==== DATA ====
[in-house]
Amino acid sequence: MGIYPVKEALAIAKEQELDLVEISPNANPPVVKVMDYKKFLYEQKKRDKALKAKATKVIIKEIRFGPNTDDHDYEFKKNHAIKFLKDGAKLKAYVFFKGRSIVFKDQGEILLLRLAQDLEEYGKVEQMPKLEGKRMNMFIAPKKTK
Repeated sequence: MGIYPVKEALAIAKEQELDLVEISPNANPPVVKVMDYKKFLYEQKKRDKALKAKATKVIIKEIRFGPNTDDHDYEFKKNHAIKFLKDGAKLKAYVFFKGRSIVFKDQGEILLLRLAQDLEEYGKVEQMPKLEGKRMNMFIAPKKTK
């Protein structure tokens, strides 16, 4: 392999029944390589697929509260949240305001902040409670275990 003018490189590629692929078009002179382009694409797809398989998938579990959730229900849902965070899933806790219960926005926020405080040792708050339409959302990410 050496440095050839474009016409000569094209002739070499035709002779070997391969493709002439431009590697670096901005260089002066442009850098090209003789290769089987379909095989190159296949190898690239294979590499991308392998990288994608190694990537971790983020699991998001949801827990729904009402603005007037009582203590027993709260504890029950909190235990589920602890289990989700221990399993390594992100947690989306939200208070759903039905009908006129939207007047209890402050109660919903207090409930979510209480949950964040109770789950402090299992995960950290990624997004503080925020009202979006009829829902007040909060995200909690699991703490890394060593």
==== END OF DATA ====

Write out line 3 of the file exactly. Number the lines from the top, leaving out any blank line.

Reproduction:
Repeated sequence: MGIYPVKEALAIAKEQELDLVEISPNANPPVVKVMDYKKFLYEQKKRDKALKAKATKVIIKEIRFGPNTDDHDYEFKKNHAIKFLKDGAKLKAYVFFKGRSIVFKDQGEILLLRLAQDLEEYGKVEQMPKLEGKRMNMFIAPKKTK